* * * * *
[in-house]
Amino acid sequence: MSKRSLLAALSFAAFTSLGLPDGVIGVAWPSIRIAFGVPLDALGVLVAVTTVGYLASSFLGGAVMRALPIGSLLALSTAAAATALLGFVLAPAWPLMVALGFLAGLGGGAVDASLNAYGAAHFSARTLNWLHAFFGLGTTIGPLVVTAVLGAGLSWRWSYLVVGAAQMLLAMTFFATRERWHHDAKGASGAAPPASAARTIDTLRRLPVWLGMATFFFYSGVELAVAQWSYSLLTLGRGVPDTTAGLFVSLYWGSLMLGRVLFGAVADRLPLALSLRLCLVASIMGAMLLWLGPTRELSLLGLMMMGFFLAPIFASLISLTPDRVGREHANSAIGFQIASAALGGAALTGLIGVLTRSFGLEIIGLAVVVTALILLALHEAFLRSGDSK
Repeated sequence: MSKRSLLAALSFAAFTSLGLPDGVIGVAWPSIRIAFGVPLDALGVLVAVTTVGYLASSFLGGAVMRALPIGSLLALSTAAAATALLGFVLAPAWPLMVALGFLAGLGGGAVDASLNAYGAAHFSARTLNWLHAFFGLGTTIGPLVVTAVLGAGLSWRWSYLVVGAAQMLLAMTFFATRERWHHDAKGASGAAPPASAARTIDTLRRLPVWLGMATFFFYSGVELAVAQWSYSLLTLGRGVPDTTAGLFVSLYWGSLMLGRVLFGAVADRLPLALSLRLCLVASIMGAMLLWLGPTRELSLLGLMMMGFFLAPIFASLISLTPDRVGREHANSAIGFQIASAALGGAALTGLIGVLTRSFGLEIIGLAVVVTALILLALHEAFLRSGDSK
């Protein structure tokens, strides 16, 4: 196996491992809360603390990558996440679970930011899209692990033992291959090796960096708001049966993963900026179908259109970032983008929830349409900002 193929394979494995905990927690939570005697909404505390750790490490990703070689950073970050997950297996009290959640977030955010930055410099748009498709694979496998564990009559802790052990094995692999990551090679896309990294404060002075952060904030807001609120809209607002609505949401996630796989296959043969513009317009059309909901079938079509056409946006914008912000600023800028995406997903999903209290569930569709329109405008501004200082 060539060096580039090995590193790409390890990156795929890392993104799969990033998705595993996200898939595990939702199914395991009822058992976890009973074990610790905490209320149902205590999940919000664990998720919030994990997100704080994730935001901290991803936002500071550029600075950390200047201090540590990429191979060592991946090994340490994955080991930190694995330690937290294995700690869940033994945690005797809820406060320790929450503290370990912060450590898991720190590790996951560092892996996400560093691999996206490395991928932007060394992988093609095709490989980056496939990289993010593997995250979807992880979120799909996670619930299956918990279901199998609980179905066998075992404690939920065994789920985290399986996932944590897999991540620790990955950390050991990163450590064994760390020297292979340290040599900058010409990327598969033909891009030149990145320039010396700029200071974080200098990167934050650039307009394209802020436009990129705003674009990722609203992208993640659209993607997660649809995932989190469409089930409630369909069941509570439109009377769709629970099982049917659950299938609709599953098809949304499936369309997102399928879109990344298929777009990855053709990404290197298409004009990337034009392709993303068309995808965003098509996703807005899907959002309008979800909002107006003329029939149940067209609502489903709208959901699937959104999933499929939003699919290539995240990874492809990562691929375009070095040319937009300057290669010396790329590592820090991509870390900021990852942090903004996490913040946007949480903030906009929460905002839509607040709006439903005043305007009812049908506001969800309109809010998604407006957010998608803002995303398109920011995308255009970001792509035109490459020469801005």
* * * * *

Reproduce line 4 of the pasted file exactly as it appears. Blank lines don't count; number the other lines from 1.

């Protein structure tokens, strides 16, 4: 196996491992809360603390990558996440679970930011899209692990033992291959090796960096708001049966993963900026179908259109970032983008929830349409900002 193929394979494995905990927690939570005697909404505390750790490490990703070689950073970050997950297996009290959640977030955010930055410099748009498709694979496998564990009559802790052990094995692999990551090679896309990294404060002075952060904030807001609120809209607002609505949401996630796989296959043969513009317009059309909901079938079509056409946006914008912000600023800028995406997903999903209290569930569709329109405008501004200082 060539060096580039090995590193790409390890990156795929890392993104799969990033998705595993996200898939595990939702199914395991009822058992976890009973074990610790905490209320149902205590999940919000664990998720919030994990997100704080994730935001901290991803936002500071550029600075950390200047201090540590990429191979060592991946090994340490994955080991930190694995330690937290294995700690869940033994945690005797809820406060320790929450503290370990912060450590898991720190590790996951560092892996996400560093691999996206490395991928932007060394992988093609095709490989980056496939990289993010593997995250979807992880979120799909996670619930299956918990279901199998609980179905066998075992404690939920065994789920985290399986996932944590897999991540620790990955950390050991990163450590064994760390020297292979340290040599900058010409990327598969033909891009030149990145320039010396700029200071974080200098990167934050650039307009394209802020436009990129705003674009990722609203992208993640659209993607997660649809995932989190469409089930409630369909069941509570439109009377769709629970099982049917659950299938609709599953098809949304499936369309997102399928879109990344298929777009990855053709990404290197298409004009990337034009392709993303068309995808965003098509996703807005899907959002309008979800909002107006003329029939149940067209609502489903709208959901699937959104999933499929939003699919290539995240990874492809990562691929375009070095040319937009300057290669010396790329590592820090991509870390900021990852942090903004996490913040946007949480903030906009929460905002839509607040709006439903005043305007009812049908506001969800309109809010998604407006957010998608803002995303398109920011995308255009970001792509035109490459020469801005």